This then, right at the start of my prayer, focuses my mind back on Christ, on the fact that I can only address God as Father in the name of Jesus. And it also focuses me on the fact that I can only pray in the name of Jesus through the Holy Spirit. So right from the beginning, I am reminded of God's trinitarian nature.

But it's not just 'our' father – it's 'abba' father. It's intimate. I pray to the creator of the universe as my dad. As much as the theology is important, it should not distance me from God in my prayer. Rather it should bring me closer, as I understand that I can address Him in the most intimate way. I don't need to distance myself. I can pray to my Father, which means I can pray enjoying the fullness of a wonderful parent-child relationship. I can just crawl into His lap!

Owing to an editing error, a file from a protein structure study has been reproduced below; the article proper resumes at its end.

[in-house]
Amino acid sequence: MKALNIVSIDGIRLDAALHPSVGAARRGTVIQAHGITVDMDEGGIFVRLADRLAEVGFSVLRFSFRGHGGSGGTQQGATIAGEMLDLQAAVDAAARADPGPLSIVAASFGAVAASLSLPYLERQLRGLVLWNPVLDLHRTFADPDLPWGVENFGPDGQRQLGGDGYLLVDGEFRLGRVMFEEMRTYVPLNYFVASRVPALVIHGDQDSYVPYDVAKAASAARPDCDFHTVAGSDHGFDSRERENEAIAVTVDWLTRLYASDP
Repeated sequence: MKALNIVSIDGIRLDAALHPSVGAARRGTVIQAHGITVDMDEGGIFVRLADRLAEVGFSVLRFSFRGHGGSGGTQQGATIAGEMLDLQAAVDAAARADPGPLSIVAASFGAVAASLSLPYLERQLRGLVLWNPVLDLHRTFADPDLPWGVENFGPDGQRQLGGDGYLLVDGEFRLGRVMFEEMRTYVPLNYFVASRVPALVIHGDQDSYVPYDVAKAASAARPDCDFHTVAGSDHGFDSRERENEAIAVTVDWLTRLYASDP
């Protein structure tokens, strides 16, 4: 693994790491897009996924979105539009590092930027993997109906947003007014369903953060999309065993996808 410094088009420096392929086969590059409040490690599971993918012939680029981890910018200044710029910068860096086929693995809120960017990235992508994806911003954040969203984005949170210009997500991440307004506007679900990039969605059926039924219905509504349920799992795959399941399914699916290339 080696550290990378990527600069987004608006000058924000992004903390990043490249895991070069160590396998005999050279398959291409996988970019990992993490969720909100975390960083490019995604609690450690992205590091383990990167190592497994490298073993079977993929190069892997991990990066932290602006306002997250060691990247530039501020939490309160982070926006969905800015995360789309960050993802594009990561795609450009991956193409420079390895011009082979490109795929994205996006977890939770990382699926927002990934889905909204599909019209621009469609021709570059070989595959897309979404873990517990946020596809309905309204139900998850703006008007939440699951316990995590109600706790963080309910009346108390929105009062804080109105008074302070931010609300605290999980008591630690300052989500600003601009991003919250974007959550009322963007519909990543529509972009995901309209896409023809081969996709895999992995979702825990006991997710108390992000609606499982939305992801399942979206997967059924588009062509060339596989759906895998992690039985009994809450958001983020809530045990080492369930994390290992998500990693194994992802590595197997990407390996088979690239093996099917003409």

When I pray “in heaven” again this reminds me of the God to whom I pray. It reminds me of His power.

I don't pray to a small god, a god who is maybe capable of doing some cool stuff and a few miracles but not much really. I pray to the God of heaven (and earth). I pray to the God who is capable of more than I can ask or imagine. So often I put God in a box. When I pray our Father in heaven, I am forced to take down those walls and realise that He's outside them.

I am reminded of, and forced to recognise afresh, His immense power. Power over nature, over disaster, over salvation...over me. Do I pray like I know I'm praying to God in heaven?

“hallowed be your name” - this is a big one. Because too often it's easy to focus on the daddy side, the intimate side. It's too easy to not take God's name seriously enough. God's name is holy because He is holy. This isn't something to be taken lightly. Nor should we fear it in the sense that we lose the intimacy, but there has to be a balance.